8. More than with the average patient that you treat, develop a means for allowing yourself the time to re-energize. A daily meditation practice will work wonders,and will be a lifestyle that you may teach and model for your patients.
9. Become a student of Buddhist psychology. The teachings of the Buddhawill not challenge you to step away from your own faith, if you have one. Rather,the teachings will enhance your faith, and give you a set of practices gleaned from a 2500 year-old tradition that may have an extraordinary impact on how youas a therapist teach about human suffering and how to overcome it. I would highly recommend our colleagues Jack Kornfield, Tara Brach, and Mark Epsteinas three wonderful teachers.
10. Success will never be defined as a defined end-point in working with BPD patients. Success will be defined, as so eloquentlydefined by Marsha Linehan, in helping to restore our patients’ lives to lives worth living.
Finally, I offer a new set of hopeful beliefs to BPD patients themselves:
1. You are NOT your diagnosis. You are a human being first and foremost and you are never defined by the diagnostic traits of BPD. These are a shorthand means for therapists to communicate and describe a style of personality more than a physical diagnosis like cancer.
2. You can get better and manifest less of these traits with proper treatment.
3. If you take the time to learn where this came from and how it developed in your life, you will shed the guilt and the blame and accept the cards that life has dealt you so that you can move on with your head held high.
4. Allow yourself to nurture the spiritual side of yourself, however you define this. There is more inside of you that is healing
than in any bottle of prescription meds.
5. See your therapist as a guide. A good guide knows the way but may occasionally become lost too.
6. Do not be afraid to step out into your community and offer your support, your skills, and your caring. In helping others, you may find the secret to healing yourself. For all that your emotional vulnerability may have been a source of hurt in the past, may it now serve as a source of strength now in your recovery to assist the hurt of fellow travelers.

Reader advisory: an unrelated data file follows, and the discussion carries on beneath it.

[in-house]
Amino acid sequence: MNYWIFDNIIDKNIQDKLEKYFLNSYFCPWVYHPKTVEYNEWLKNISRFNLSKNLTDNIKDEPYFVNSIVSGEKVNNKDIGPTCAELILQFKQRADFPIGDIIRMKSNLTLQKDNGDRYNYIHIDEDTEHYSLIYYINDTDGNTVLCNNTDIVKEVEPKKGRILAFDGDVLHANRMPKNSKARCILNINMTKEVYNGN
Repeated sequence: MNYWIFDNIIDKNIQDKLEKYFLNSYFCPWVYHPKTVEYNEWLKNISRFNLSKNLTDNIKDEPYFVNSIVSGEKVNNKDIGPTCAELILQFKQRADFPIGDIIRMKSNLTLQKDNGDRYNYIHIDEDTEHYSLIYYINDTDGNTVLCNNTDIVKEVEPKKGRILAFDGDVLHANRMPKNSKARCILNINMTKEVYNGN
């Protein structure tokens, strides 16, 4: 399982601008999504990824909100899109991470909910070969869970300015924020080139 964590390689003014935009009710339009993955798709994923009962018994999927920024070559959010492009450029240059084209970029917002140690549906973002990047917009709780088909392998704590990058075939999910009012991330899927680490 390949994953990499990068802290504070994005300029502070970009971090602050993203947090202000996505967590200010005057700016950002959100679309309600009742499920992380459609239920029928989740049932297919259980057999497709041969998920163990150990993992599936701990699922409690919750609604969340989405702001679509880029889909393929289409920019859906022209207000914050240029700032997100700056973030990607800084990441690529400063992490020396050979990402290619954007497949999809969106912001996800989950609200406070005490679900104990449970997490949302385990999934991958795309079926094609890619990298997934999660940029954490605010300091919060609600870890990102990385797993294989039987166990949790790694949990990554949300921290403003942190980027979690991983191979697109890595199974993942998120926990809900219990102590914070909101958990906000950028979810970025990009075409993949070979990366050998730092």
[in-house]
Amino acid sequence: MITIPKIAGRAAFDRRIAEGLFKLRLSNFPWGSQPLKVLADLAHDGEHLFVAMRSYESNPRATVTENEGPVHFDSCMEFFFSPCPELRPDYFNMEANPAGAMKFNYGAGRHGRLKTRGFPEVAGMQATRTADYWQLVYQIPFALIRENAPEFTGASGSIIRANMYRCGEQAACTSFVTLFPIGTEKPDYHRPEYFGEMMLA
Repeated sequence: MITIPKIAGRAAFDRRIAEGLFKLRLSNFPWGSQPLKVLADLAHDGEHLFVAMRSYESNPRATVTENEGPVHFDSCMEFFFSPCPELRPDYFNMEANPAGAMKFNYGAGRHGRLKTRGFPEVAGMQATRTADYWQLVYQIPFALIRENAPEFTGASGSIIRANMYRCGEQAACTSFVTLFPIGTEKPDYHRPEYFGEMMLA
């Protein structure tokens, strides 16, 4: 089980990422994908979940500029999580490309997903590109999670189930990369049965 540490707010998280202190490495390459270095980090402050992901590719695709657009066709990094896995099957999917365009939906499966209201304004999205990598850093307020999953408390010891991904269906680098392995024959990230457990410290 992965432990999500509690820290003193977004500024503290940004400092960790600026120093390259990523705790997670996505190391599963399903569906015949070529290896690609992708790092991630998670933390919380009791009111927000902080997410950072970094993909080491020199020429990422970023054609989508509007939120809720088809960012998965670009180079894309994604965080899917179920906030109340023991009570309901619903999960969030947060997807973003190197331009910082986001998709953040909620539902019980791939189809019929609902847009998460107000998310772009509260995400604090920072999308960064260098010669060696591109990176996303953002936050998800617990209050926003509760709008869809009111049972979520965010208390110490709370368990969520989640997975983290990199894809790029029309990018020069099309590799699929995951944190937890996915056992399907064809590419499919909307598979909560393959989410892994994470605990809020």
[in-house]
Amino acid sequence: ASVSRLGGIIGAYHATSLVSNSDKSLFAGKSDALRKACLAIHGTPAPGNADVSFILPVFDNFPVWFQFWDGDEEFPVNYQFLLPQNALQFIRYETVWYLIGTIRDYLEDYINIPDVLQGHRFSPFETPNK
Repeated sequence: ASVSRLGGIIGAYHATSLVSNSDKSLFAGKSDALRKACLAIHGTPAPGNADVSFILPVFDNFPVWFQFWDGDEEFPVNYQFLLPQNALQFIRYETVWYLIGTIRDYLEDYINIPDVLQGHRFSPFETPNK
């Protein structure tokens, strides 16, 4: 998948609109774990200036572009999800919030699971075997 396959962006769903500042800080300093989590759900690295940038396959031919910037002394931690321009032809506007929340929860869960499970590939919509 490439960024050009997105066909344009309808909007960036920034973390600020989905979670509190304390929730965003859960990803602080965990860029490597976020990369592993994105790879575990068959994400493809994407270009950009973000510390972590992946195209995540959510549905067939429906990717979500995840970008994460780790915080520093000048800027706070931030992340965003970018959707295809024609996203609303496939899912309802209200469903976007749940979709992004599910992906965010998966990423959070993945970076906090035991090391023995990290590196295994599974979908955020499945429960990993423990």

7. Remember that those who have accused you of being a master manipulator could not understand that all you were really trying to do was survive a world that you did not always understand. Forgive them.
8. Get used to the uncertainty of life, but take heart in that we know more about how to help you than the rest of the world may believe. Let them believe what they like. You just need to stick with your plan.
9. Remember that a hospital may help to stabilize you if needed, but it will not be a place you need to visit any longer for the most part.
10. Always remind yourself that in the end, it will all have been worth it.
Dr. Anthony Pantaleno is a practicing School Psychologist of 32 years in the Elwood School District in East Northport, Long Island. His professional interests include the development of peer helping models, the assessment and treatment of personality disorders, the application of mindfulness and Buddhist psychology practices to treatment protocols, and the preservation of the field of School Psychology as we know it. Dr. Pantaleno was the 2008 NYASP Practitioner of the Year and
the 2008 Suffolk County Psychological Association Psychologist of the Year. Dr. Pantaleno maintains a private practice in Commack, Long Island, and may be visited on the web at
This article appeared in the Suffolk County
Psychological Association Newsletter, Summer 2011 issue.